On the Progression of COVID-19 in Portugal: A Comparative Analysis of Active Cases Using Non-linear Regression

Ana Milhinhos, Pedro M. Costa

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5 Citations (Scopus)
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Portugal is often portrayed as a relatively successful case in the control of COVID-19's March 2020 outbreak in Europe due to timely confinement measures, commonly referred to as the “lockdown”. As in other European Union member states, by late April, Portugal was preparing the phased loosening of such measures scheduled for the beginning of May. Despite a modest reduction in infection rates by that time, there was insufficient data to reliably forecast imminent scenarios. Using the South Korea data as scaffold, which became a paradigmatic case of recovery following a high number of infected people, we fitted the Portuguese data to biphasic models using non-linear regression and compared the two countries. The models, which yielded a good fit, showed that recovery would be slow, with over 50% active cases months after the lockdown. These findings acted at the time as a warning, showing that a high number of infected individuals, together with an unknown number of asymptomatic carriers, could increase the risk of a slow recovery, if not of new outbreaks. A month later, the models showed more favorable outcomes. However, shortly after, as the effects of leaving the lockdown became evident, the number of infections began rising again, leaving Portugal in a situation of inward and outward travel restrictions and baffling even the most conservative forecasts for the clearing of the pandemic.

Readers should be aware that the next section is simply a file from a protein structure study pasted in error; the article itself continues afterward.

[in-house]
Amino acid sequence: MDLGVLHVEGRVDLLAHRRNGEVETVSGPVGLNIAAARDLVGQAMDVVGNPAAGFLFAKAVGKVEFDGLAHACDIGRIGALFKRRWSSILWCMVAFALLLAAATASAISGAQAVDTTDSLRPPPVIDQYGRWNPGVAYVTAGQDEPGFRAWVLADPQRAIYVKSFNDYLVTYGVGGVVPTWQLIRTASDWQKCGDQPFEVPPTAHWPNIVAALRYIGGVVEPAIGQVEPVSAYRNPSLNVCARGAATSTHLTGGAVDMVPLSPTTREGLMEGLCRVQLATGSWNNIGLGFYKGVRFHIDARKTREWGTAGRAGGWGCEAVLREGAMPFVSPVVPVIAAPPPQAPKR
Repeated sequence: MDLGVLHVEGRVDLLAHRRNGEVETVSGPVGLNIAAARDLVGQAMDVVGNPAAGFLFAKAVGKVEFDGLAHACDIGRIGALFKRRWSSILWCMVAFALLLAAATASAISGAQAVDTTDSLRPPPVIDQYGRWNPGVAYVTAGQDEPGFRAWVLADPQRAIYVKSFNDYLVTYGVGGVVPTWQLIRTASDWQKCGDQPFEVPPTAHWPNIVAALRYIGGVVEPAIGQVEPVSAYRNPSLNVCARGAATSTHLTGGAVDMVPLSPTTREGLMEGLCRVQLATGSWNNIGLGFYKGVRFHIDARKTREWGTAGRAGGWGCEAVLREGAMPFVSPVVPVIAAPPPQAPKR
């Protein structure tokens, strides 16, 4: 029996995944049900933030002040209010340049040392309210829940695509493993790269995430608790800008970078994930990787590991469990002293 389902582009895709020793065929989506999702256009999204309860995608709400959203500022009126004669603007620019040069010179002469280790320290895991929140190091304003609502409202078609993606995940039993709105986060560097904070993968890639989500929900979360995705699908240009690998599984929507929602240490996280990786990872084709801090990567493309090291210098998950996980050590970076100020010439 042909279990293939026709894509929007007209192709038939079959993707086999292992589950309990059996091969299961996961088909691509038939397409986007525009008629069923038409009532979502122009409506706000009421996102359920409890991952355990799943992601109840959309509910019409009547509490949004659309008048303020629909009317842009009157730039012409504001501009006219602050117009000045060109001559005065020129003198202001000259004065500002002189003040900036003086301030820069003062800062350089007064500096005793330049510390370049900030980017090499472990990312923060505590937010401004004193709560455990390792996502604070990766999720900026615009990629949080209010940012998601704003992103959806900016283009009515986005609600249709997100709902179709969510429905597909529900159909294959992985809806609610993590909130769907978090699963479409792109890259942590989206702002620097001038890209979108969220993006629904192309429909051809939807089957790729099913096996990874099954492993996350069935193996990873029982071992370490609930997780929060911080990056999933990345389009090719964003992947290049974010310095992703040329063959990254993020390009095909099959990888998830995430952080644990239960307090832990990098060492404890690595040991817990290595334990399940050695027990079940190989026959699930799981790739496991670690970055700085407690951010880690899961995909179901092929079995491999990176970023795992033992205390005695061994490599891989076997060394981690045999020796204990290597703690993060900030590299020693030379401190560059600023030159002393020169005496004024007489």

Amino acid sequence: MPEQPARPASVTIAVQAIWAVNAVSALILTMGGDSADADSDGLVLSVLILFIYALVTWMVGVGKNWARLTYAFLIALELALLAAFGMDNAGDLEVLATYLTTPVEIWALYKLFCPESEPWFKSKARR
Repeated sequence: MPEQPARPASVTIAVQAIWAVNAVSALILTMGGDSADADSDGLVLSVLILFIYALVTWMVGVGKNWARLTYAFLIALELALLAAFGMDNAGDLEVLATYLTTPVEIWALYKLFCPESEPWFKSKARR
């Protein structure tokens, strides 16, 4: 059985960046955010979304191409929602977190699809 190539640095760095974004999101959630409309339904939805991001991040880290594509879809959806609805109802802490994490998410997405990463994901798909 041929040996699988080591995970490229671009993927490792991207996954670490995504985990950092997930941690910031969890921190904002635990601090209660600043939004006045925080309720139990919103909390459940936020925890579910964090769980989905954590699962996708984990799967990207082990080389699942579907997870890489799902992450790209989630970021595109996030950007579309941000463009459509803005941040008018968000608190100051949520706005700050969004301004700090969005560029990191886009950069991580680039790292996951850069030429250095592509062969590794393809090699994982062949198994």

Original languageEnglish
Article number495
JournalFrontiers in public health
Publication statusPublished - 11 Sep 2020


  • coronavirus
  • European Union
  • modeling
  • non-linear estimation
  • statistical forecasting


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